Collaboration with a twist

The Cedar assembles a local music mashup.

Faculty member of the Institute of Production and Recording Adam Levy plays the piano in a recording studio at IPR Wednesday afternoon. Levy has been commissioned to work with other local musicians for a concert being held at the Cedar Cultural Center on March 6.

Erin Westover

Faculty member of the Institute of Production and Recording Adam Levy plays the piano in a recording studio at IPR Wednesday afternoon. Levy has been commissioned to work with other local musicians for a concert being held at the Cedar Cultural Center on March 6.

Sally Hedberg

WHAT: Adam Levy: 416 Club Commissions

WHEN: 7:30 p.m., March 6

WHERE: Cedar Cultural Center, 416 Cedar Ave. S.

COST: $5

Collaborations are definitely the name of the game in the Minneapolis music scene right now. Look no further than Rogue Valley or Gayngs. The Cedar Cultural Center, in support of this notion, has recently taken part in manipulating it by challenging local artists to team up with someone radically different from themselves to create music for a series of live shows, the 416 Club Commissions. This Sunday the series will combine The HoneydogsâÄô frontman Adam Levy with experimental rockers Liminal Phase.

âÄúFor a guy that writes pop music, this is really kind of a big departure,âÄù Levy said. âÄúBut this lineup is so sonically exciting.âÄù

Though this project surely introduces a new musical approach for Levy, it doesnâÄôt really daunt him. A musical jack-of-all-trades, Levy has confronted an array of styles. His best-known group, The Honeydogs, falls into the domain of indie/alternative pop, but heâÄôs tackled everything from working with the opera to creating childrenâÄôs music with another side project, the Bunny Clogs. With all of that under his belt, a little noise rock isnâÄôt so scary.

âÄúI think IâÄôve always listened to music like that, so itâÄôs not like it was too difficult,âÄù Levy said. âÄúIâÄôve always had kind of experimental, art-rock moments. It was difficult to figure out a setting.âÄù

It must be acknowledged how sonically different Levy of The Honeydogs and Liminal Phase truly are to understand the quasi-wackiness of this challenge. On one side you have Levy, an alt-country rocker with a propensity for pop songs. On the other side you have Liminal Phase, an electronic group that sounds like the inside of a television and possesses no preconceived formula of song structure.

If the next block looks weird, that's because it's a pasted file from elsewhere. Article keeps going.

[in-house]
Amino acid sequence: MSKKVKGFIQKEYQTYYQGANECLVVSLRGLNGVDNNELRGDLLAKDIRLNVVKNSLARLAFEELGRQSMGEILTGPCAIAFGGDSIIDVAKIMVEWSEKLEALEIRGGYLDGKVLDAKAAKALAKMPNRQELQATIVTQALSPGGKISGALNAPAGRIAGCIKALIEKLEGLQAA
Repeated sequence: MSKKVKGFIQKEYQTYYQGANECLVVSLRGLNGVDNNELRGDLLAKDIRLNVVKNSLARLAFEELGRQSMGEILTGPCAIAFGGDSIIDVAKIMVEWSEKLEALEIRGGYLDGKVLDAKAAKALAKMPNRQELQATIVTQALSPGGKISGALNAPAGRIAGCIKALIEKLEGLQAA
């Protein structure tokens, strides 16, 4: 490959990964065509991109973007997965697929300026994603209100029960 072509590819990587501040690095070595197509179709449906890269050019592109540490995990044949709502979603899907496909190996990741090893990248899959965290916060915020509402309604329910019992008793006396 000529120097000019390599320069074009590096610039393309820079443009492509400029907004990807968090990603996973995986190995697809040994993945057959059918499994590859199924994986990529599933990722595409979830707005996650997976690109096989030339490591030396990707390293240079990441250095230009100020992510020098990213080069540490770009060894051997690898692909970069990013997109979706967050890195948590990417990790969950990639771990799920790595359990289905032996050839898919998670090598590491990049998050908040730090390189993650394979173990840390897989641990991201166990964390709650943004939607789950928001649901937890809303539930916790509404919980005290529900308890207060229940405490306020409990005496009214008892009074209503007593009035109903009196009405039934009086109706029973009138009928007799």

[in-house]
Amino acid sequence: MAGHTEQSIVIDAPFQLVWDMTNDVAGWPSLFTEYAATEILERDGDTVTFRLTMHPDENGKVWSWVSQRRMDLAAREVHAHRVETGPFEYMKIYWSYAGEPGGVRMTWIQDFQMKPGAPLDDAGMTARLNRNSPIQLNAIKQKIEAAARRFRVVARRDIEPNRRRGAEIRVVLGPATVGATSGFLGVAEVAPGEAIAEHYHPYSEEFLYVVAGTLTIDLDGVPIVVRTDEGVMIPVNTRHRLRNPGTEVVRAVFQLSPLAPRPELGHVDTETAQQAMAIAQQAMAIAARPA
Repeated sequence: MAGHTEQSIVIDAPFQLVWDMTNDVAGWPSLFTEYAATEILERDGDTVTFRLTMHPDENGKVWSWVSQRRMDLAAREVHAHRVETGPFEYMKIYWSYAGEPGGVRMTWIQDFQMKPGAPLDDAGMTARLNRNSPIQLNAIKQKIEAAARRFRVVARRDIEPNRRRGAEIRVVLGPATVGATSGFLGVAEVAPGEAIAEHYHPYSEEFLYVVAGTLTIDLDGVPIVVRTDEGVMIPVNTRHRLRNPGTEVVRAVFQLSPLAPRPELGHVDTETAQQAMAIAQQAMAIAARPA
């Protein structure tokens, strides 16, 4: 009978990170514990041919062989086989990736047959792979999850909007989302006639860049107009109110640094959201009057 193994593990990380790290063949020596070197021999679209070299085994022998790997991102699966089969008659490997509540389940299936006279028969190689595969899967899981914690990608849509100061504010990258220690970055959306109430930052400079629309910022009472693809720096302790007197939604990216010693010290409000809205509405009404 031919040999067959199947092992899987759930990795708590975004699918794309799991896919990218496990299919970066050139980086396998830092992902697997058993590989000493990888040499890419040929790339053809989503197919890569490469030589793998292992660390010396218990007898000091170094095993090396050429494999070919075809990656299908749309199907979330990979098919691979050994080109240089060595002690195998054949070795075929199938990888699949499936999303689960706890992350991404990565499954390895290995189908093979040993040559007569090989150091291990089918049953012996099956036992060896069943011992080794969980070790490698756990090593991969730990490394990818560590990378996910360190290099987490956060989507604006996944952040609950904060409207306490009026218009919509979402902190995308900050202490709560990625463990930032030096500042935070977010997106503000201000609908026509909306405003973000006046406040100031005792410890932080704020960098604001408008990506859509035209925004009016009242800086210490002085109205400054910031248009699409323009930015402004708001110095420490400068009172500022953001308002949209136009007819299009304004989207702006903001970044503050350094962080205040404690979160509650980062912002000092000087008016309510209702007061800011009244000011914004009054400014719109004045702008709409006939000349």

It would seem a recipe for certain failure, but somehow the resulting music isnâÄôt terrible. ItâÄôs a far cry from a pop song, but the spontaneity of Liminal Phase integrated with the inherent musical knowledge of Levy produces something truly unique in the realm of local collaboration.

To prepare for the show, they joined together in several recording sessions, the products of which are characterized by cinematic distorted backdrops paired with mild interjections of jazzy guitar and otherworldly sounds such as the oud, a twangy Arabic stringed instrument. The resulting music is like a soundtrack. It doesnâÄôt really take the listener to a specific place, yet it manages to stay engaging because thereâÄôs so much room for interpretation.

âÄúIf I had to describe what it is, I would call it an experimental chamber electronica group,âÄù Levy said. âÄúA lot of times we get on stage, and nobody knows whatâÄôs going to happen. ThereâÄôs no song structure in some cases; somebody just starts playing something, and we create the pieces on the spot.âÄù

Because their MO is one of improvisation, thereâÄôs no saying exactly what the performance at the Cedar will carry to listeners. However, one thing is certain: It will be an Adam Levy youâÄôve never seen before.

âÄúItâÄôs going to bore some people, or itâÄôs going to seem pretentious,âÄù Levy said. âÄúWhatever. ItâÄôs good to get together with people youâÄôve never worked with before.âÄù